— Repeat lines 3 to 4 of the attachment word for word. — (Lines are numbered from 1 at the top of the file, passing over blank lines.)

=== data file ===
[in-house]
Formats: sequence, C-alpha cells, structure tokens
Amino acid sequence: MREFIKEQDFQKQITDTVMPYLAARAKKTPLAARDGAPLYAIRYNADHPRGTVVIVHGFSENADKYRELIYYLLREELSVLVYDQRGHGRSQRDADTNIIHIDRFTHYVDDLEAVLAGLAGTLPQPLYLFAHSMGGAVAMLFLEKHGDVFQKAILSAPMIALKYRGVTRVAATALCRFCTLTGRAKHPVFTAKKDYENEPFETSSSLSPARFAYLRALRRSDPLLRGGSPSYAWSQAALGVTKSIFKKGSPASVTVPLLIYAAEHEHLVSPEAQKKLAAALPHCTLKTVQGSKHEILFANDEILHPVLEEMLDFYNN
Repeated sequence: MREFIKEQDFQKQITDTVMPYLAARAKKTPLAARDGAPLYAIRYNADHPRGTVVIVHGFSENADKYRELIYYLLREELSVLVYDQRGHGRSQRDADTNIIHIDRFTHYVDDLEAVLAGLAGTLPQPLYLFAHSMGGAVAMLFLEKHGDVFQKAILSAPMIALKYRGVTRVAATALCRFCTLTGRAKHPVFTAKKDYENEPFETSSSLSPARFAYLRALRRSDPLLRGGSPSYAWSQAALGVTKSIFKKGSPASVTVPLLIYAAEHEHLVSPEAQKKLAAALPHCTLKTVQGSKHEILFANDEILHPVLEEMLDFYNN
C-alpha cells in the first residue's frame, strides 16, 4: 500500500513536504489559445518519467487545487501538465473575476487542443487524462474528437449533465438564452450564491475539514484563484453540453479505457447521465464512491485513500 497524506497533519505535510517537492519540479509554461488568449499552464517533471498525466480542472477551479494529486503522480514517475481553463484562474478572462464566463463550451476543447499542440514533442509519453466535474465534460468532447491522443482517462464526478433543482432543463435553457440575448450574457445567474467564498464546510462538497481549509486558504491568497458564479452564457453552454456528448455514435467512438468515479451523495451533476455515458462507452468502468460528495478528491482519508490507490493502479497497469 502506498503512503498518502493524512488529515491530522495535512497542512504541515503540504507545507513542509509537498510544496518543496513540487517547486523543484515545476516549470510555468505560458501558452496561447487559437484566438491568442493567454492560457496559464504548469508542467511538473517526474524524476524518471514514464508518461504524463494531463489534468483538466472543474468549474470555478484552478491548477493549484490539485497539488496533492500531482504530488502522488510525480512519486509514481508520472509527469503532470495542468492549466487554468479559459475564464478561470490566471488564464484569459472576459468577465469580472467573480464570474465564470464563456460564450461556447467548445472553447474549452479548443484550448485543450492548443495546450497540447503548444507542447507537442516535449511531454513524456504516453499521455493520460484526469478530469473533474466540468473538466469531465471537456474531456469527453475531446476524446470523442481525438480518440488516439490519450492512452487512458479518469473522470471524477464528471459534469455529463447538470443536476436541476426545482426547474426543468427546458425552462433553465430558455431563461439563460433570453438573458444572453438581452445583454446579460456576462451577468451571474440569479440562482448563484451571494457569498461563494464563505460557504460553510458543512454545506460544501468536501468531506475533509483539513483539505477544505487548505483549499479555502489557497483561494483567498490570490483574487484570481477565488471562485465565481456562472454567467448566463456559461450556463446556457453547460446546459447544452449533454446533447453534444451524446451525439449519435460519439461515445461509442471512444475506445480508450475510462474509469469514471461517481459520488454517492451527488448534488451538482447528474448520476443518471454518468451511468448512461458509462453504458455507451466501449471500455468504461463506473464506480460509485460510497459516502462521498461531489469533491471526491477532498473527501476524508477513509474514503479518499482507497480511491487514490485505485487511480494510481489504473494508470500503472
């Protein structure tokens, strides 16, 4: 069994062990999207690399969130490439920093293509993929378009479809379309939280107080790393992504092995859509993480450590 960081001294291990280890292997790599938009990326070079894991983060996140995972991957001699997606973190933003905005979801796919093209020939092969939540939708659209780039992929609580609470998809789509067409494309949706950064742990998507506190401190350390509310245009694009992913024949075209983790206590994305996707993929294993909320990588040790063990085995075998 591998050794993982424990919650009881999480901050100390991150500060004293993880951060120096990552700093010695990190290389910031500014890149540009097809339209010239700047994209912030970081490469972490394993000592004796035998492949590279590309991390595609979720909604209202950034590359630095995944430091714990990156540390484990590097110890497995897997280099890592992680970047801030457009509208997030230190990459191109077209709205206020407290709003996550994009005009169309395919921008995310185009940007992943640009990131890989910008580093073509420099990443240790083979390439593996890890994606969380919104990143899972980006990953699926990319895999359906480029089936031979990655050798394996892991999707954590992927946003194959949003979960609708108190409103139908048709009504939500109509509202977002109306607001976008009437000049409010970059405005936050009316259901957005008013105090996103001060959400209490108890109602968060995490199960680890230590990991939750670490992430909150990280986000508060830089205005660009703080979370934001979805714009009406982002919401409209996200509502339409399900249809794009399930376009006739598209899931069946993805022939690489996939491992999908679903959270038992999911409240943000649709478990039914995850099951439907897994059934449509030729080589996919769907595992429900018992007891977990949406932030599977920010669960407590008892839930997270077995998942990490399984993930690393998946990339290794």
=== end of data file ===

Amino acid sequence: MREFIKEQDFQKQITDTVMPYLAARAKKTPLAARDGAPLYAIRYNADHPRGTVVIVHGFSENADKYRELIYYLLREELSVLVYDQRGHGRSQRDADTNIIHIDRFTHYVDDLEAVLAGLAGTLPQPLYLFAHSMGGAVAMLFLEKHGDVFQKAILSAPMIALKYRGVTRVAATALCRFCTLTGRAKHPVFTAKKDYENEPFETSSSLSPARFAYLRALRRSDPLLRGGSPSYAWSQAALGVTKSIFKKGSPASVTVPLLIYAAEHEHLVSPEAQKKLAAALPHCTLKTVQGSKHEILFANDEILHPVLEEMLDFYNN
Repeated sequence: MREFIKEQDFQKQITDTVMPYLAARAKKTPLAARDGAPLYAIRYNADHPRGTVVIVHGFSENADKYRELIYYLLREELSVLVYDQRGHGRSQRDADTNIIHIDRFTHYVDDLEAVLAGLAGTLPQPLYLFAHSMGGAVAMLFLEKHGDVFQKAILSAPMIALKYRGVTRVAATALCRFCTLTGRAKHPVFTAKKDYENEPFETSSSLSPARFAYLRALRRSDPLLRGGSPSYAWSQAALGVTKSIFKKGSPASVTVPLLIYAAEHEHLVSPEAQKKLAAALPHCTLKTVQGSKHEILFANDEILHPVLEEMLDFYNN